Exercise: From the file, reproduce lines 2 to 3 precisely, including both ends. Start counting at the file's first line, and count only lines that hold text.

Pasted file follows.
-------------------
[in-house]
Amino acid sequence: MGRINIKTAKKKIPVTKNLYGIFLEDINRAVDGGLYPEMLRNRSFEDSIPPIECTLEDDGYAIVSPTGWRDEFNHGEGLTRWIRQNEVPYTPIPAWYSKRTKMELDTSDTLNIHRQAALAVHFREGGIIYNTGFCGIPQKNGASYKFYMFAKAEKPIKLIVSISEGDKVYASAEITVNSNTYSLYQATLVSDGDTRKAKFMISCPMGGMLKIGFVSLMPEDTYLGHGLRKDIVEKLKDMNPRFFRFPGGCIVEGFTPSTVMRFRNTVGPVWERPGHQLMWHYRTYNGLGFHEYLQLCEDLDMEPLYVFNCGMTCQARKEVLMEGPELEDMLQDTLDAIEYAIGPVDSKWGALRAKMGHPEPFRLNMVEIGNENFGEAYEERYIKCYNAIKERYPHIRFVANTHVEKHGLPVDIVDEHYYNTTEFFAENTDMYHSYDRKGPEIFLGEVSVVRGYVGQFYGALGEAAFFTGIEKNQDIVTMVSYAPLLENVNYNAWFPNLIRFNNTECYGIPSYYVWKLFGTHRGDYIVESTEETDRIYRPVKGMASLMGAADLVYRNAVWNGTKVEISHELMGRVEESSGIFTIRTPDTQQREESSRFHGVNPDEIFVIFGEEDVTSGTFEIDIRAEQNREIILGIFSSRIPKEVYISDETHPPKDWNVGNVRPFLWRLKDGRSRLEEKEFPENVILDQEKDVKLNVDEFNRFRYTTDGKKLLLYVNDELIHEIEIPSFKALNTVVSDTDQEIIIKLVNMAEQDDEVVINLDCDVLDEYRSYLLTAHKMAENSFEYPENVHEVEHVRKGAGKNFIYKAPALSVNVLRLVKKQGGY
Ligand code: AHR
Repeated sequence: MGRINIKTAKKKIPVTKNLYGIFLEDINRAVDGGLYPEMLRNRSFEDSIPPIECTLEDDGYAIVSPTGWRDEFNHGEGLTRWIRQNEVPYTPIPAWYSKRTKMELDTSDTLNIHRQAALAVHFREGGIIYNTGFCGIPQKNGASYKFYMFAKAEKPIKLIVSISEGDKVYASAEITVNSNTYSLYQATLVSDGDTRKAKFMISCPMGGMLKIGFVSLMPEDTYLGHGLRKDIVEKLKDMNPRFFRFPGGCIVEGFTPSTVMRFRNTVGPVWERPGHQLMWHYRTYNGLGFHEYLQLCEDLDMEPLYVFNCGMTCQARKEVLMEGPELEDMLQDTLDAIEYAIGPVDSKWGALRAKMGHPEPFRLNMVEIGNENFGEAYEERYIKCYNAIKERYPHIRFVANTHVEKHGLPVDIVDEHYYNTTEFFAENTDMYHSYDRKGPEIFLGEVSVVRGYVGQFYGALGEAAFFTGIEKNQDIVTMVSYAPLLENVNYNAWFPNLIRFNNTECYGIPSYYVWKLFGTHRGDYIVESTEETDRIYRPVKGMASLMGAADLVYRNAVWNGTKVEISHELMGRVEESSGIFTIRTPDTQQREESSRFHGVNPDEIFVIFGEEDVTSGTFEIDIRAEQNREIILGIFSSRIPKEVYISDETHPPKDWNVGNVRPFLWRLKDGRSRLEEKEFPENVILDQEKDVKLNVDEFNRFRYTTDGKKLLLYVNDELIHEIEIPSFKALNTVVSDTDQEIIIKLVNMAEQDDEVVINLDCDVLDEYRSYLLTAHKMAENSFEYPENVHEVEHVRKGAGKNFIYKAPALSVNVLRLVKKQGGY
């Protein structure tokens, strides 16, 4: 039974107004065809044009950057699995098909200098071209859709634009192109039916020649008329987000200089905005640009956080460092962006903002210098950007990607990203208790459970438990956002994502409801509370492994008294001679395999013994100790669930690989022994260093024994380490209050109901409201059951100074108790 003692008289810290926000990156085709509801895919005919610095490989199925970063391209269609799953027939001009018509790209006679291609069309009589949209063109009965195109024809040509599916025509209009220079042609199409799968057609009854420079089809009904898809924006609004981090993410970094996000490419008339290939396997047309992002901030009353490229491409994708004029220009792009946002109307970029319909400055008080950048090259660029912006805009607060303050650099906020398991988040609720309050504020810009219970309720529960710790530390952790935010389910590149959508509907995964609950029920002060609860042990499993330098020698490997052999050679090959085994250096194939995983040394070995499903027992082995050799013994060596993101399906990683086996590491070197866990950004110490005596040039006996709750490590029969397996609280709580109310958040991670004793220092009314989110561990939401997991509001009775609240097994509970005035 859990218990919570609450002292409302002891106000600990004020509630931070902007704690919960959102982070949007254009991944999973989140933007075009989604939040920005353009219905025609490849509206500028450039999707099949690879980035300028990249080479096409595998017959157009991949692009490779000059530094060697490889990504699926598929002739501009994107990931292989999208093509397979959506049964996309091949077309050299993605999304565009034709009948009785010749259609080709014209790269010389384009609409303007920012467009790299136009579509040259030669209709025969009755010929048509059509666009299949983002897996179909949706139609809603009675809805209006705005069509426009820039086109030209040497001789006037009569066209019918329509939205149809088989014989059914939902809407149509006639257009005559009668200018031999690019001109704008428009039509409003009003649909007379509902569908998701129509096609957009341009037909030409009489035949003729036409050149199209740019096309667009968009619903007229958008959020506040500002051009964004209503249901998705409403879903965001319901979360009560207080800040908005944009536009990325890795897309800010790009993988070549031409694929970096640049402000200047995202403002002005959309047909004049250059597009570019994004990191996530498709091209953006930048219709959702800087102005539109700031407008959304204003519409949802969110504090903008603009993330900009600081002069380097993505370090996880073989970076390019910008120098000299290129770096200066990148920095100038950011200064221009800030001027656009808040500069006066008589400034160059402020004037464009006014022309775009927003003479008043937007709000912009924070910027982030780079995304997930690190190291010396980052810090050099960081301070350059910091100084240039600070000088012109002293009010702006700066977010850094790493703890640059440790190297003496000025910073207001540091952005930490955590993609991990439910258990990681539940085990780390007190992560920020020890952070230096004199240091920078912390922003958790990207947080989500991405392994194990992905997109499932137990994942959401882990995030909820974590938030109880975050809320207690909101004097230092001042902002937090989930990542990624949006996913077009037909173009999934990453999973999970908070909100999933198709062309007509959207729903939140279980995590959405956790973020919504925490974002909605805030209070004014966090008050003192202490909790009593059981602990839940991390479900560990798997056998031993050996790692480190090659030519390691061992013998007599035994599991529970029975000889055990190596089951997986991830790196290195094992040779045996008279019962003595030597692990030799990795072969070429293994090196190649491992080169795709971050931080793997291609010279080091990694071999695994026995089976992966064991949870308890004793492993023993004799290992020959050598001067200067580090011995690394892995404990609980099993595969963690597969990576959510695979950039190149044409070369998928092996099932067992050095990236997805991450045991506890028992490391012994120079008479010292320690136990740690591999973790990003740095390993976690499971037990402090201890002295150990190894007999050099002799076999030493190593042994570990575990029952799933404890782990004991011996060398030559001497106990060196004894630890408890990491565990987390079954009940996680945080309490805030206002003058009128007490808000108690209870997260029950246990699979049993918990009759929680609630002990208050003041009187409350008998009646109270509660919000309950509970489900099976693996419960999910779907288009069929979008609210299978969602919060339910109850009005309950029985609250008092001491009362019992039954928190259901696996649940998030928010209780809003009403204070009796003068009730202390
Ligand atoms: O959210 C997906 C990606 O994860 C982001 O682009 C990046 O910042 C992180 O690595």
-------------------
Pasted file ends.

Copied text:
Amino acid sequence: MGRINIKTAKKKIPVTKNLYGIFLEDINRAVDGGLYPEMLRNRSFEDSIPPIECTLEDDGYAIVSPTGWRDEFNHGEGLTRWIRQNEVPYTPIPAWYSKRTKMELDTSDTLNIHRQAALAVHFREGGIIYNTGFCGIPQKNGASYKFYMFAKAEKPIKLIVSISEGDKVYASAEITVNSNTYSLYQATLVSDGDTRKAKFMISCPMGGMLKIGFVSLMPEDTYLGHGLRKDIVEKLKDMNPRFFRFPGGCIVEGFTPSTVMRFRNTVGPVWERPGHQLMWHYRTYNGLGFHEYLQLCEDLDMEPLYVFNCGMTCQARKEVLMEGPELEDMLQDTLDAIEYAIGPVDSKWGALRAKMGHPEPFRLNMVEIGNENFGEAYEERYIKCYNAIKERYPHIRFVANTHVEKHGLPVDIVDEHYYNTTEFFAENTDMYHSYDRKGPEIFLGEVSVVRGYVGQFYGALGEAAFFTGIEKNQDIVTMVSYAPLLENVNYNAWFPNLIRFNNTECYGIPSYYVWKLFGTHRGDYIVESTEETDRIYRPVKGMASLMGAADLVYRNAVWNGTKVEISHELMGRVEESSGIFTIRTPDTQQREESSRFHGVNPDEIFVIFGEEDVTSGTFEIDIRAEQNREIILGIFSSRIPKEVYISDETHPPKDWNVGNVRPFLWRLKDGRSRLEEKEFPENVILDQEKDVKLNVDEFNRFRYTTDGKKLLLYVNDELIHEIEIPSFKALNTVVSDTDQEIIIKLVNMAEQDDEVVINLDCDVLDEYRSYLLTAHKMAENSFEYPENVHEVEHVRKGAGKNFIYKAPALSVNVLRLVKKQGGY
Ligand code: AHR